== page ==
what struck me most from the article was two things: 1) how hard the people profiled worked to pay their mortgage payments, even when they got way behind, and 2) how high their interest rate was. A few of the owners had 10% rates that were resetting HIGHER! While I agree that many of these buyers were irresponsible, the banks and investors need to take some responsibility too. I wonder how many foreclosures could be spared if banks were forced to reset these loans to 6%.
For example, the guy who had a 5K montly payment (with only 5K net income) was paying 10% and basically gave up when he got 3 months behind. If his loan was reset to an 10yr I/O fixed at 6%, his payments would have been about $2900. That's still steep for 5K in net income, but it can be done. The long fixed period gives them a chance to get right side up in the loan, or at least pick a better time to sell. The lenders/investors would take a hit, but since they didn't make a sensible decision on this loan in the first place and are facing losses anyway, it seems to make sense for them to reset the loan to a lower rate where someone can actually make the payments.
None of us are going to be well served with a ton of foreclosures.
Posted by: anono at July 30, 2007 8:34 AM
That's right... there were probably some realtors out there cautioning buyers to be wise and they probably lost business, just like the appraisers who refused to go along with the sham appraisals and the brokers who refused to do the "no income" loans, or look the other way on folks who really simply did not have enough.
But when the RE prices keep rising, it was hard to justify being cautious.
Lots of folks made money and I just hope they are putting their money back to use and helping out the economy, rather than having it stashed away in some offshore bank account.
Before everyone has sympathy for these buyers, remember, there were probably only a few that really did not understand what they were getting into. Others went in eyes wide opened, and probably even flipped a few homes and made money and maybe got holding the bag by flipping one to many times. And then others, well, they were just unlucky in the timing.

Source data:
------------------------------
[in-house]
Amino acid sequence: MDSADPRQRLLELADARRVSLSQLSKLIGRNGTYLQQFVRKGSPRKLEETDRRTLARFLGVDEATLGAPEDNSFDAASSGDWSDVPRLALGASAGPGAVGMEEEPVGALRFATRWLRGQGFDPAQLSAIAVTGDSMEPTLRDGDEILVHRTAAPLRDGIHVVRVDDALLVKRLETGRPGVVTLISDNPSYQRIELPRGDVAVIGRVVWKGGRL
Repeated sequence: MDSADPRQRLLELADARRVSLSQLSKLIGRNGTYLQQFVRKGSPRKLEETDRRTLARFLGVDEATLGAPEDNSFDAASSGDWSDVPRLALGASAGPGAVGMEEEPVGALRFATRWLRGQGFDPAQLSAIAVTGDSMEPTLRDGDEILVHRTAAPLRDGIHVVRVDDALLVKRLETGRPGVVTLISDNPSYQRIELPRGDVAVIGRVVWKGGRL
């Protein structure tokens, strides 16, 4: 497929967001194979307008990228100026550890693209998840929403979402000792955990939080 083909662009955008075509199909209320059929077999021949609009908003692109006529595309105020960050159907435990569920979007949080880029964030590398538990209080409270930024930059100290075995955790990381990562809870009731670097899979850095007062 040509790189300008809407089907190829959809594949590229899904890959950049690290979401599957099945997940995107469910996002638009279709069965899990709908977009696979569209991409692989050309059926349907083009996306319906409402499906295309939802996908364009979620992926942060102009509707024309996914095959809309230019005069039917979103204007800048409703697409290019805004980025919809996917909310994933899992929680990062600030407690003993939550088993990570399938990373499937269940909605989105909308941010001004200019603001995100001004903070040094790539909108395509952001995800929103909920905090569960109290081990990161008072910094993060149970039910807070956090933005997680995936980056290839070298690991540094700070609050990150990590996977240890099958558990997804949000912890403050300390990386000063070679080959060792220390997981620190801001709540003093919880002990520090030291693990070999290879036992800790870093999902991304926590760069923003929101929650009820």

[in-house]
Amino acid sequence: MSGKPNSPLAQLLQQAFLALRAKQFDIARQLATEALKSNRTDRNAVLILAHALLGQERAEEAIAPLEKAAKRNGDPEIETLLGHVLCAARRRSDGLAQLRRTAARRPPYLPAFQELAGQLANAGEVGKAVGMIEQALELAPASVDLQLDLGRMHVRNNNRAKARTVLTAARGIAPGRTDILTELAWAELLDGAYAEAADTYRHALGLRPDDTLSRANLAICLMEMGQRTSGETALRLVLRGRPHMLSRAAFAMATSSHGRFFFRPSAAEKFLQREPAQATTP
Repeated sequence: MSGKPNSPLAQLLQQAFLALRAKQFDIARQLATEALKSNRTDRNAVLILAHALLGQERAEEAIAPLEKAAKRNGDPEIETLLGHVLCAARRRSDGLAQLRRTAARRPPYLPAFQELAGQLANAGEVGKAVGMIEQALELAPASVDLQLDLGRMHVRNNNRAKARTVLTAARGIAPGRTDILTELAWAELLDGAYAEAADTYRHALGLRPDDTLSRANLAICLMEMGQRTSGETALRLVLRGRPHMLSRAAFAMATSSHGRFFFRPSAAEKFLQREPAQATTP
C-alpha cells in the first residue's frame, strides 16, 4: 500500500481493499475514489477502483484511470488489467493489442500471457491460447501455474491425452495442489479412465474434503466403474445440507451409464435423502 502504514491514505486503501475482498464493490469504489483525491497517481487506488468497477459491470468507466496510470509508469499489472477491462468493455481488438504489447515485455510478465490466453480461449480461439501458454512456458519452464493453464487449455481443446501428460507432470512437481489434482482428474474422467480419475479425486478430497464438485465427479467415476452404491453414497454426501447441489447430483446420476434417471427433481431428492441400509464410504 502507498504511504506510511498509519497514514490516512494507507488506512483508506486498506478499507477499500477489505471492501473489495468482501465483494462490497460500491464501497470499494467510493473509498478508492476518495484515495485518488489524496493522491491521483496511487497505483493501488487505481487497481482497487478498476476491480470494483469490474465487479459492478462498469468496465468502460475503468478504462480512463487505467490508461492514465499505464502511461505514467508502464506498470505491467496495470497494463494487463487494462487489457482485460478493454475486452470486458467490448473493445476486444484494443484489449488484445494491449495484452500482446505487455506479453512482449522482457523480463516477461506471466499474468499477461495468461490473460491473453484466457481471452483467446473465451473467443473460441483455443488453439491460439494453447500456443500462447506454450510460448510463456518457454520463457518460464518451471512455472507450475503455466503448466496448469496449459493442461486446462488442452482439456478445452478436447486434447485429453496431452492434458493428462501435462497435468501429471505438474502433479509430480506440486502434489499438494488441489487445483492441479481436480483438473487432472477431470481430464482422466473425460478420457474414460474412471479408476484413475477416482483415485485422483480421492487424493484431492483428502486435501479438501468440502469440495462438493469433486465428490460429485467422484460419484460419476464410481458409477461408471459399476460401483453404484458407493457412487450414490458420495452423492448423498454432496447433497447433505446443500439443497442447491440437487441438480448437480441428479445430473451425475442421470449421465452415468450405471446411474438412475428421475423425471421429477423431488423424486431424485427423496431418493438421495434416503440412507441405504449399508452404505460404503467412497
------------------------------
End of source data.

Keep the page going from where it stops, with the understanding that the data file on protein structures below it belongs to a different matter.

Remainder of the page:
I forgot, lots of people on Wall Street made lots more money on these loans etc and goody to them, they even got record bonuses which of course help them to keep up the values of the market in Manhattan. Whew, thank goodness we don't have Wall Street out here (and no, don't want to start the thread of comparing NYC to SF).
Posted by: easy come easy go at July 30, 2007 8:36 AM
"Ok, so why is it the fault of the Agent/Mortgage Broker/Appraiser/Government that lots of folks are in over their heads and are facing foreclosure?"
I agree. it is the responsibility of the borrowers to understand the contracts they are signing. If they don't understand, they shouldn't sign. Thus, I do feel they should either pay the loan, or be foreclosed upon if they are unable to pay, UNLESS there was mortgage fraud involved. (unfortunately, there was a lot of mortgage fraud involved, yes even to mentally retarded people and dead people and so forth)
"Also, when you got that piggy-back second did you skirt the bank's lending requirements and NOT get PMI?"
Untrue. PMI is not required in an 80/20 transaction. This is because the first lender only ponies up 80%, and the second lender gets a higher interest rate for the higher risk associated with being a second loan. Thus, PMI not required.
"If you had PMI you would not be in the mess you now find yourself."